Henry IV Part 1
How we cite our quotes:
I did never see such pitiful rascals.
Tut, tut; good enough to toss; food for powder, food
for powder; they'll fill a pit as well as better:
tush, man, mortal men, mortal men. (4.2.3)
Falstaff's attitude toward the rag-tag soldiers he has amassed is a bit startling, but unsurprising given the corrupt enlistment practices we saw in the previous passage. Here, Falstaff refers to his "pitiful" troops as food for gun "powder," men who will fill a "pit" as good as anything else. On the one hand, we could argue that Falstaff's attitude is despicable and cold – a reminder that we shouldn't feel sorry for him when Hal treats him cruelly. (In Henry IV Part 2 Hal banishes Falstaff outright.) On the other hand, we could say that Falstaff's crude honesty is honest and perhaps no different from that of any other character who leads foot soldiers into battle. (When Hotspur decides to lead his troops into battle despite being terribly outnumbered, are his actions any different?) Some literary critics argue that, in a play where powerful noblemen are always attempting to elevate the horrors of war to something "honorable," Falstaff is the only character that calls it like it is. (Check out our thoughts on what Falstaff has to say about the notion of "honor" by reading "Quotes" for the theme of "Principles.") Of course, there are lots of other ways to interpret this moment. How do you read this passage? Is Falstaff revolting? Refreshingly frank? Some combination of the two? Or, something else entirely? How would you stage this moment if you were a director?
Nay, before God, Hal, if Percy be alive, thou get'st
not my sword; but take my pistol, if thou wilt.
Give it to me: what, is it in the case?
Ay, Hal; 'tis hot, 'tis hot; there's that will sack a city.
PRINCE HENRY draws it out, and finds it to be a bottle of sack
What, is it a time to jest and dally now? (5.3.3)
Here, the play's comedic and serious elements collide (pun intended). When Hal asks to borrow Falstaff's weapon and is given a bottle of sweet wine instead, Hal says Falstaff's comedic antics are completely inappropriate. There's a time and place to "jest and dally," but for Prince Hal, it's not on the field of battle.
We, on the other hand, may find Falstaff's joke amusing for the way it depends on his pun that his bottle of wine could "sack" a town ("sack" is a kind of sweet wine and also a word meaning to pillage or plunder). The implication being that warfare causes a kind of devastating "hangover" that's a lot like the effects of binge drinking. (This pun may also suggest that the rebels' instigation of civil war and Falstaff and Hal's rebellious tavern carousing really aren't so different. For more on this see "Rules and Order.")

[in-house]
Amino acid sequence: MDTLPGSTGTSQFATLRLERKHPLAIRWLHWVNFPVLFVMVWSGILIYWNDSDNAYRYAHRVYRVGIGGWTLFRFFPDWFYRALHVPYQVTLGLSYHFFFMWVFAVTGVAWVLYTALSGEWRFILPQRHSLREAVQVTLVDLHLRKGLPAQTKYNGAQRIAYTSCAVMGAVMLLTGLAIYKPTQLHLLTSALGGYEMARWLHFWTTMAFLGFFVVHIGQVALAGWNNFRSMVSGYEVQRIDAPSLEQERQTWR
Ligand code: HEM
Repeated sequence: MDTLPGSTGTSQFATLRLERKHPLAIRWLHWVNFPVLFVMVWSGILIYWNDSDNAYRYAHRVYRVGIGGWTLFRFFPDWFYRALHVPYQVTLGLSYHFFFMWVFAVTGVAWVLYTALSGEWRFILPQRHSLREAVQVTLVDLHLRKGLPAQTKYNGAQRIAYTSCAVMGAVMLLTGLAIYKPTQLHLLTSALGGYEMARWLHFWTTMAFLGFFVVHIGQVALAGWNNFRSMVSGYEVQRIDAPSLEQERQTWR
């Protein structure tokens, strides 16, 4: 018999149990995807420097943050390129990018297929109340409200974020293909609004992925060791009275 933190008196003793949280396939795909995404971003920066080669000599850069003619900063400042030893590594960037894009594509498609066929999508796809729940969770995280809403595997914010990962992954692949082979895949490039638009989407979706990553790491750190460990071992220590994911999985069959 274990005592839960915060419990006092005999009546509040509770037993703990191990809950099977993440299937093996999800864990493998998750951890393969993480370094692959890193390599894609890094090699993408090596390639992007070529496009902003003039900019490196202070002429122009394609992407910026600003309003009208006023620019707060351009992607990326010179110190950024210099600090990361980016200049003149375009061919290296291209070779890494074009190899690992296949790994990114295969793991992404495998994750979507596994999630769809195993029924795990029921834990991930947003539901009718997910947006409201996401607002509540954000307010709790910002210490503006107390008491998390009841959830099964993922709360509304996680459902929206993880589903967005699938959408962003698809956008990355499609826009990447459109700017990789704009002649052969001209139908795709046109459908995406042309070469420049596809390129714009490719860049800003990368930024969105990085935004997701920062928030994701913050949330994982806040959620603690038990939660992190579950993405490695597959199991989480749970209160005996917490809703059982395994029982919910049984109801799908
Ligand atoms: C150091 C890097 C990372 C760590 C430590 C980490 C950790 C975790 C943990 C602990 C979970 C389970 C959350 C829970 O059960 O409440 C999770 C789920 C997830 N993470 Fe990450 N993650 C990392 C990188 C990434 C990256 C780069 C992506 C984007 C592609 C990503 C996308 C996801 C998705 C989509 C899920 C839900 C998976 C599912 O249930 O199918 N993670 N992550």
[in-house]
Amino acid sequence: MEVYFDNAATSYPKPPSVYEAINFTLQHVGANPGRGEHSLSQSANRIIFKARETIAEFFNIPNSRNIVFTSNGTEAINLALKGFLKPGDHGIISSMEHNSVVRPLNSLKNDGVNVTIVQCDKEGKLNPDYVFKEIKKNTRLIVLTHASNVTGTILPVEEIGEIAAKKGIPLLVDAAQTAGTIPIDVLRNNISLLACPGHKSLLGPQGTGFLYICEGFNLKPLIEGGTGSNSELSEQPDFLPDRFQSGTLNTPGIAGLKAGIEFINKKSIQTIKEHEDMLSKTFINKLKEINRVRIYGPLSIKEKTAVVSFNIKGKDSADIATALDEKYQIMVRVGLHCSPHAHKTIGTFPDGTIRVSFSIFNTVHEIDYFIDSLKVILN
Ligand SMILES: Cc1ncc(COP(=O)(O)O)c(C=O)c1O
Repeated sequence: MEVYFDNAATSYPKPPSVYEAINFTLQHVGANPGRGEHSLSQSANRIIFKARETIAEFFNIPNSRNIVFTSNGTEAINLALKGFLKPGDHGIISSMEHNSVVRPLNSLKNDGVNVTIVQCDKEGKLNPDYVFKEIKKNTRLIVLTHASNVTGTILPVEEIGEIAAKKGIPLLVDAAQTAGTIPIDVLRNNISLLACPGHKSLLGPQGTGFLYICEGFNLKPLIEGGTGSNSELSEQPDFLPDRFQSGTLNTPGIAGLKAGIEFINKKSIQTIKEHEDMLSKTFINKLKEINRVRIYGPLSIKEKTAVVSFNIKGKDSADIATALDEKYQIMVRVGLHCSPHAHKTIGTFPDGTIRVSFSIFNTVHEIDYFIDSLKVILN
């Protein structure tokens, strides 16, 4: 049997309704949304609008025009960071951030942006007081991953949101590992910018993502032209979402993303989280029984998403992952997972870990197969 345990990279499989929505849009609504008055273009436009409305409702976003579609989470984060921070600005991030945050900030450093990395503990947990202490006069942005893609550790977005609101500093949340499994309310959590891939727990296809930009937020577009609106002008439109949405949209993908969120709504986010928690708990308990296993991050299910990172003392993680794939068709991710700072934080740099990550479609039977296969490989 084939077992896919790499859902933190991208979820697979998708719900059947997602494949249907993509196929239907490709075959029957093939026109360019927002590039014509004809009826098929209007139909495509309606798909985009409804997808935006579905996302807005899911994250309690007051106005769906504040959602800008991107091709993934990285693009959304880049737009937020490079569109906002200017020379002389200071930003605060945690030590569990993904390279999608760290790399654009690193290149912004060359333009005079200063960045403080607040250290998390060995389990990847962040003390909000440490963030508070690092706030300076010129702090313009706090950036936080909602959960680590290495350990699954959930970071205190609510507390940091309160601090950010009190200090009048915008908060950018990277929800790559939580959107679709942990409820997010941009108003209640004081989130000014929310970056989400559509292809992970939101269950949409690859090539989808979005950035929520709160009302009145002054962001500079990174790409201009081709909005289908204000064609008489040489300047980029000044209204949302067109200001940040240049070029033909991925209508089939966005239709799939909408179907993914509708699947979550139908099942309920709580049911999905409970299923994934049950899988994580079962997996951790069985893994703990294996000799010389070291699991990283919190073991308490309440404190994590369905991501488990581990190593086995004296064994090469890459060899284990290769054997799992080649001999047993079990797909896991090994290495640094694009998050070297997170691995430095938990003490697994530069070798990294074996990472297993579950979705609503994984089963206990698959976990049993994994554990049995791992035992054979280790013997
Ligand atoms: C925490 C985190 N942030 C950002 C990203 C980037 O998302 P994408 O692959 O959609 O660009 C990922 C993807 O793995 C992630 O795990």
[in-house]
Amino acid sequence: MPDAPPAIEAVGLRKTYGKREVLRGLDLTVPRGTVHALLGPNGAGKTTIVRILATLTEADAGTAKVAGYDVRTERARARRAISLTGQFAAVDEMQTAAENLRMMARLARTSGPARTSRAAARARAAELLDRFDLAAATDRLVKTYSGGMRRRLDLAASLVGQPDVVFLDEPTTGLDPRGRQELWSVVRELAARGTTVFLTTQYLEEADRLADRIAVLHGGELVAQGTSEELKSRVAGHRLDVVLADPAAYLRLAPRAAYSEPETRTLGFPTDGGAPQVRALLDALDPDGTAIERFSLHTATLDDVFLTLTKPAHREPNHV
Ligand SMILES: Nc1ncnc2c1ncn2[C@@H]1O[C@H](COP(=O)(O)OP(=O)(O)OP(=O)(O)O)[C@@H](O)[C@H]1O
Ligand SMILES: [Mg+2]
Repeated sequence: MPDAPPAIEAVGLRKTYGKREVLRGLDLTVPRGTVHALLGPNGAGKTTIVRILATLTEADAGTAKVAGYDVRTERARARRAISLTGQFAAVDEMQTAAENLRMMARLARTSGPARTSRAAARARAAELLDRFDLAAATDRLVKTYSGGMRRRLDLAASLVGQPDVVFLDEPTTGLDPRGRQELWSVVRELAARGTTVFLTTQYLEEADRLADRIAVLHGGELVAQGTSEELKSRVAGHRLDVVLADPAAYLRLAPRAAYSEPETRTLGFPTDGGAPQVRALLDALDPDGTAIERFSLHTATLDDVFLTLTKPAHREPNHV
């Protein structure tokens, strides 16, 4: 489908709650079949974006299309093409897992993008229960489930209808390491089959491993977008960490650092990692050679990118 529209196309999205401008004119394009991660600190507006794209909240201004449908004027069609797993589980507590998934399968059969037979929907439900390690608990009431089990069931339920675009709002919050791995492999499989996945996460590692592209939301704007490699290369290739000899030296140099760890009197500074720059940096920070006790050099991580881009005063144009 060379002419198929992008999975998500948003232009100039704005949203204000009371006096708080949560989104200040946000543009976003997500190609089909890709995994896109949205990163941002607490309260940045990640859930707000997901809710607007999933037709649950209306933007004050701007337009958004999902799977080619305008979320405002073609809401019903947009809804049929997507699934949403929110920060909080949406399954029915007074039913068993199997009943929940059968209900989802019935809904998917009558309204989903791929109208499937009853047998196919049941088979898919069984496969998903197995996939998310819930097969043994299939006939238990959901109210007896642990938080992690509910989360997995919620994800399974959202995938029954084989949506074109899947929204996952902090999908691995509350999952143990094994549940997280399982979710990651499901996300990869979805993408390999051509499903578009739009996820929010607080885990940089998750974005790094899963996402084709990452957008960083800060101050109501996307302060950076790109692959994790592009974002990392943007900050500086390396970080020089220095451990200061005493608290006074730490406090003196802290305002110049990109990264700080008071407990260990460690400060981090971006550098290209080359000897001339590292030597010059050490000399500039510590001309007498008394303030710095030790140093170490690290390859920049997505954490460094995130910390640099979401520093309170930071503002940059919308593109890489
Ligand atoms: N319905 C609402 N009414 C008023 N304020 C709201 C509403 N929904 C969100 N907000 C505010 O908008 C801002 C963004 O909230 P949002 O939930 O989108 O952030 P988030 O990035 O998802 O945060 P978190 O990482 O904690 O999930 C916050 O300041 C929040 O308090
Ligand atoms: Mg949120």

In any case, this passage marks an important moment for Prince Hal (who has already promised to abandon his old friend back in Act 2, Scene 4). As Hal moves closer and closer to redeeming himself and his lost "honour," we're reminded that the prince must leave his old friend and his rebellious past behind if he is to become an effective political leader.
KING HENRY IV
Stay, and breathe awhile:
Thou hast redeem'd thy lost opinion,
And show'd thou makest some tender of my life,
In this fair rescue thou hast brought to me.
O God! they did me too much injury
That ever said I hearken'd for your death.
If it were so, I might have let alone
The insulting hand of Douglas over you,
Which would have been as speedy in your end
As all the poisonous potions in the world
And saved the treacherous labour of your son. (5.4.5)
For Prince Hal, who saves his father from certain death at the hands of Douglas, courage on the battlefield marks an important the moment when Hal "redeems" himself in the eyes of his father. (We talk more about this in our section on "Principles.") In this passage we can also see that part of Henry's former distrust of his son is related to the rumors that Hal was waiting for his father's death and the moment when he could inherit the throne. For more on this, check out our discussion of "Family."